Statement from First Issues Nations Experts on Education
We, the undersigned experts in education, are teachers, education support professionals, principals, early childhood educators, lecturers, associate professors and professors. We are First Nations people who collectively embody a millennia of minutes, thousands of hours, and hundreds of decades of long, hard work in the Australian education industry.
We make this statement in response to the mistruths that are being spread in some sections of the Australian media in relation to the Australian Curriculum review with particular reference to the Aboriginal and Torres Strait Islander cross-curriculum priority and the modest inclusion of Aboriginal and Torres Strait Islander perspectives into the mandatory key learning areas and non-mandatory content elaborations.
We have spent our careers in the Australian education sector working with two key objectives in mind:
1) To improve the education system to ensure the best possible outcomes for Aboriginal and Torres Strait Islander learners; and
2) To improve the education system so it ensures that all students in Australia have the opportunity to learn about the unique diversity of Aboriginal and Torres Strait Islander cultures, as the first cultures of this land.
The attainment of these objectives for all Australian students is not just our vision – it is a vision shared by the whole nation – as articulated and signed by all Australian Ministers for Education in the 2019 Mparntwe (Alice Springs) Declaration, which states in its preamble:
We recognise the more than 60,000 years of continual connection by the First Peoples of Australia as a key part of the nation’s history, present and future. Through education, we are committed to ensuring that all students learn about the diversity of Aboriginal and Torres Strait Islander cultures, and to seeing all young First Nations Australians thrive in their education and all facets of life.
It is this vision for the Australian education system that is brought to life in classrooms every day through the mechanism of the Australian Curriculum.
In our expert opinion, the changes proposed in the current review of the Australian Curriculum do not “Indigenise” this version of the curriculum.
In fact the proposed changes are modest in scope and will improve the current education workforce’s approach to achieving our shared objectives as a nation.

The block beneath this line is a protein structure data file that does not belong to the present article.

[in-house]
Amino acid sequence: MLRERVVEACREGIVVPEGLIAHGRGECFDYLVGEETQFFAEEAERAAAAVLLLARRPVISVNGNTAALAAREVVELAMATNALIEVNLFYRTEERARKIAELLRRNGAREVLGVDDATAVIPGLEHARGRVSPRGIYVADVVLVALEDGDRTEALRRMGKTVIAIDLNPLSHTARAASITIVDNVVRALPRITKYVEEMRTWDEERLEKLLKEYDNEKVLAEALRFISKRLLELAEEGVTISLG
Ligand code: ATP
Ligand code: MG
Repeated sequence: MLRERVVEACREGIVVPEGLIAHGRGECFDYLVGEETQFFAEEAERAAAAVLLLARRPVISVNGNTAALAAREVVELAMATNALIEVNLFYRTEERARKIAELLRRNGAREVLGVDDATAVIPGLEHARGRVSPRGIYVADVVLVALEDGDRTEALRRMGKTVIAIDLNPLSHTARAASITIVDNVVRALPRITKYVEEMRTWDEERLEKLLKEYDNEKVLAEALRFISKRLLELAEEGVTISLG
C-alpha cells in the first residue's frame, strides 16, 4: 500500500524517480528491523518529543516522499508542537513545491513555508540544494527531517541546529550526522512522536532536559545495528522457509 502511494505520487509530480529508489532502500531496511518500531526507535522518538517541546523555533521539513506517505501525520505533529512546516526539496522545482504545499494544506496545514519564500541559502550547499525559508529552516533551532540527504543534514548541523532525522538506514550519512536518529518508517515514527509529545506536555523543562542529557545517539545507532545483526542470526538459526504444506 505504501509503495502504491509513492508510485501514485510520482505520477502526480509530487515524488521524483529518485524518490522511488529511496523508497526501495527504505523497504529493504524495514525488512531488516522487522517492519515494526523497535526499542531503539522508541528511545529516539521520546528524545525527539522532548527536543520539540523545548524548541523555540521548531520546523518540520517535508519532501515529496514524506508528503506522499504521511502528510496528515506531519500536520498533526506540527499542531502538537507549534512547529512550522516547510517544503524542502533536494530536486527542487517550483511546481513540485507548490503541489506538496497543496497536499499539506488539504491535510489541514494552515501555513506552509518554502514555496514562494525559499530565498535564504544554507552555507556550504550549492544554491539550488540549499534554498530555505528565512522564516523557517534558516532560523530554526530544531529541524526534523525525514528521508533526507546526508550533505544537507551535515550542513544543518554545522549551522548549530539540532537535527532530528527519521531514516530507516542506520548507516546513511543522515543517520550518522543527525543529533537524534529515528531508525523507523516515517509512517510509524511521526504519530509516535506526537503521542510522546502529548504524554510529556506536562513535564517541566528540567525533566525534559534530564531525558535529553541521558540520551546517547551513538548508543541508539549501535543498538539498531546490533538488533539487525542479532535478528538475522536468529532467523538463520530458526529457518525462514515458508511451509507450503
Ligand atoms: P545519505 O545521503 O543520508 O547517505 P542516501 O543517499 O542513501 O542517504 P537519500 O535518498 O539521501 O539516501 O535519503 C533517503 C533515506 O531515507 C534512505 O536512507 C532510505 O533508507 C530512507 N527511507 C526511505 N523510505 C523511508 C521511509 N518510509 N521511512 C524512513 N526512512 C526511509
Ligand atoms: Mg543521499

In particular, they will assist teachers and educators to respond more fulsomely to the needs of Aboriginal and Torres Strait Islander students, parents and communities by highlighting approaches that teachers can use to make the curriculum more culturally responsive and inclusive.
We further note that commentators in the Australian media are arguing that there has been an “elevation of Indigenous studies” throughout the curriculum, yet these commentators have failed to mention that the majority of the proposed changes are to the non-mandatory “Content Elaboration” section of the curriculum.
Content elaborations are “suggested learning experiences” and are designed to support teachers by providing clarity
on Aboriginal and Torres Strait Islander content, with the aim of improving teacher responsiveness.
The changes proposed in the review will contribute to both closing the gap in Aboriginal and Torres Strait Islander educational attainment and closing the “why weren’t we told?” gap in knowledge and understanding of the richness and diversity of Aboriginal and Torres Strait Islander cultures and in the teaching and learning of the shared history of our country.
We urge members of the Australian public to support the modest changes proposed by this review and encourage all supporters of the changes to put in a submission to the ACARA curriculum review.
Karel Williams, Palawa, Executive Director; Rod Little, Wilunyu and Wajuk of the Yamatji and Nyoongar Nations, Owner, Director; Shannai Clissold, Kamilaroi, Teacher; Annie Mitchell, Bundjalung, Teacher; Bel Crowley, Gamillaraay, Teacher/Pedagogy Coach; Chantal Brown, Barada Barna, Teacher; Saraya Stewart, Yidinji, Teacher; Mervyn King, Waanyi, Teacher/Trainer; Name withheld, Jingili, Curriculum; Samantha Ritchie, Mandandanji, Teacher; Chantal Brown, Barada Barna, Teacher; Name withheld, Yawuru, Teacher; Gulwanyang Moran, Birrbay and Dhanggati, Aboriginal and Cultural Diversity Officer; Anissa Jones, Boorooberongal Darug, Teacher, trainer and assessor; Carly Meares, Wiradjuri, Teacher; Alicia Morgan, Gumbayngirr
and Bundjalung, Classroom teacher; Name withheld, Wiradjuri, Project Lead, Department of Education; Anna Renfrew, Wonnaruah, Awabakal, Darkinyung, Itinerant Teacher Hearing; Narelle Daniels, Murramurang/Yuin, Teacher; Kristy Davies, Gomeroi, Classroom teacher; Lauren Castino, Gamilaraay, English Teacher; Rachel Bos, Kaurna, Aboriginal and Torres Strait Islander Officer; Holly Sanders, Bundjalung, Classroom teacher.
The full list of signatories to this statement can be viewed at bit.ly/3z0pDWs